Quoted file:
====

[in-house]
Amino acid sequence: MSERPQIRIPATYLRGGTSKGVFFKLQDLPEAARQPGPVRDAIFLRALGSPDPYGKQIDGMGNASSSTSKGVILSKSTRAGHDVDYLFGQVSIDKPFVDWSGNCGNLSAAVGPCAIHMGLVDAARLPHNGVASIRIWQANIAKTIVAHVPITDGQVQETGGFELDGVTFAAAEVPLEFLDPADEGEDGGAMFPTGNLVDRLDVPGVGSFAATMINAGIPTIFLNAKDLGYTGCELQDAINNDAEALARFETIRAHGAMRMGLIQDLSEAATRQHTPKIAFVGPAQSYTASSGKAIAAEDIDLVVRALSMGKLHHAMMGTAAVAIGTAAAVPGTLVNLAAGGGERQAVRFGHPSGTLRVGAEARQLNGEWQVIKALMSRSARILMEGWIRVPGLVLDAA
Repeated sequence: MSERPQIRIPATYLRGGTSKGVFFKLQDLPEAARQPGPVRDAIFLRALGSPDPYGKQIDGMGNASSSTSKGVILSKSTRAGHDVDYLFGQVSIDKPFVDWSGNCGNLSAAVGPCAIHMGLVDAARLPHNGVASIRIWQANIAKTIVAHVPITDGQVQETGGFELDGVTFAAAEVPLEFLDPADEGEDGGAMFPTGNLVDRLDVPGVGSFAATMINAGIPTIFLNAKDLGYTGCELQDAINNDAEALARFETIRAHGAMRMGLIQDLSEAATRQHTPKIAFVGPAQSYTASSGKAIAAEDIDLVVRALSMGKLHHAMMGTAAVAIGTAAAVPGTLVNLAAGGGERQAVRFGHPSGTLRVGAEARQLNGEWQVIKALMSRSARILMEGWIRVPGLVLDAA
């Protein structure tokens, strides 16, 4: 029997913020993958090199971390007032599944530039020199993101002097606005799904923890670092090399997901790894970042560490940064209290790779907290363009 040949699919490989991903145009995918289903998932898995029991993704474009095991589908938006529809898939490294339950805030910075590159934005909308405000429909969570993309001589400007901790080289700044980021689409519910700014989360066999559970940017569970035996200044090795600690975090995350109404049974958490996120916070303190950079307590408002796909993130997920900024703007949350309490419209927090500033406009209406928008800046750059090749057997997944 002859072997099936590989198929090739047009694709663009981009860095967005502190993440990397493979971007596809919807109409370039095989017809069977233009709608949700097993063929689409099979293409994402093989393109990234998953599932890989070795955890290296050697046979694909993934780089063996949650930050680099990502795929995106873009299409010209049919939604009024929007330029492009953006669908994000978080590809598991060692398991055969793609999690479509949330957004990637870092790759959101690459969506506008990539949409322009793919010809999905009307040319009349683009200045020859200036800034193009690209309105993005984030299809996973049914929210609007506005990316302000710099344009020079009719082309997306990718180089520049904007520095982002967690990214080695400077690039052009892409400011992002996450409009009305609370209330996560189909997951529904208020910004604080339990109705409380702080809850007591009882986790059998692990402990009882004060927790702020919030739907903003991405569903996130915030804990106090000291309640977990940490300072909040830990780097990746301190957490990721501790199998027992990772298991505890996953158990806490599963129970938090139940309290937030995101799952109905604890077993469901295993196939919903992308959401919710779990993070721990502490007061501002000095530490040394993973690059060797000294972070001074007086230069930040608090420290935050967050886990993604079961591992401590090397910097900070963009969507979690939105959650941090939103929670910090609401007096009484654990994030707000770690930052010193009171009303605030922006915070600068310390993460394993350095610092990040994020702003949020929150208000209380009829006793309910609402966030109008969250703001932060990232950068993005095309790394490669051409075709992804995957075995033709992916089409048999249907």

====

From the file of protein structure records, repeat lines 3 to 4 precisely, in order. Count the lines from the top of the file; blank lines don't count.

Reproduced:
Repeated sequence: MSERPQIRIPATYLRGGTSKGVFFKLQDLPEAARQPGPVRDAIFLRALGSPDPYGKQIDGMGNASSSTSKGVILSKSTRAGHDVDYLFGQVSIDKPFVDWSGNCGNLSAAVGPCAIHMGLVDAARLPHNGVASIRIWQANIAKTIVAHVPITDGQVQETGGFELDGVTFAAAEVPLEFLDPADEGEDGGAMFPTGNLVDRLDVPGVGSFAATMINAGIPTIFLNAKDLGYTGCELQDAINNDAEALARFETIRAHGAMRMGLIQDLSEAATRQHTPKIAFVGPAQSYTASSGKAIAAEDIDLVVRALSMGKLHHAMMGTAAVAIGTAAAVPGTLVNLAAGGGERQAVRFGHPSGTLRVGAEARQLNGEWQVIKALMSRSARILMEGWIRVPGLVLDAA
């Protein structure tokens, strides 16, 4: 029997913020993958090199971390007032599944530039020199993101002097606005799904923890670092090399997901790894970042560490940064209290790779907290363009 040949699919490989991903145009995918289903998932898995029991993704474009095991589908938006529809898939490294339950805030910075590159934005909308405000429909969570993309001589400007901790080289700044980021689409519910700014989360066999559970940017569970035996200044090795600690975090995350109404049974958490996120916070303190950079307590408002796909993130997920900024703007949350309490419209927090500033406009209406928008800046750059090749057997997944 002859072997099936590989198929090739047009694709663009981009860095967005502190993440990397493979971007596809919807109409370039095989017809069977233009709608949700097993063929689409099979293409994402093989393109990234998953599932890989070795955890290296050697046979694909993934780089063996949650930050680099990502795929995106873009299409010209049919939604009024929007330029492009953006669908994000978080590809598991060692398991055969793609999690479509949330957004990637870092790759959101690459969506506008990539949409322009793919010809999905009307040319009349683009200045020859200036800034193009690209309105993005984030299809996973049914929210609007506005990316302000710099344009020079009719082309997306990718180089520049904007520095982002967690990214080695400077690039052009892409400011992002996450409009009305609370209330996560189909997951529904208020910004604080339990109705409380702080809850007591009882986790059998692990402990009882004060927790702020919030739907903003991405569903996130915030804990106090000291309640977990940490300072909040830990780097990746301190957490990721501790199998027992990772298991505890996953158990806490599963129970938090139940309290937030995101799952109905604890077993469901295993196939919903992308959401919710779990993070721990502490007061501002000095530490040394993973690059060797000294972070001074007086230069930040608090420290935050967050886990993604079961591992401590090397910097900070963009969507979690939105959650941090939103929670910090609401007096009484654990994030707000770690930052010193009171009303605030922006915070600068310390993460394993350095610092990040994020702003949020929150208000209380009829006793309910609402966030109008969250703001932060990232950068993005095309790394490669051409075709992804995957075995033709992916089409048999249907």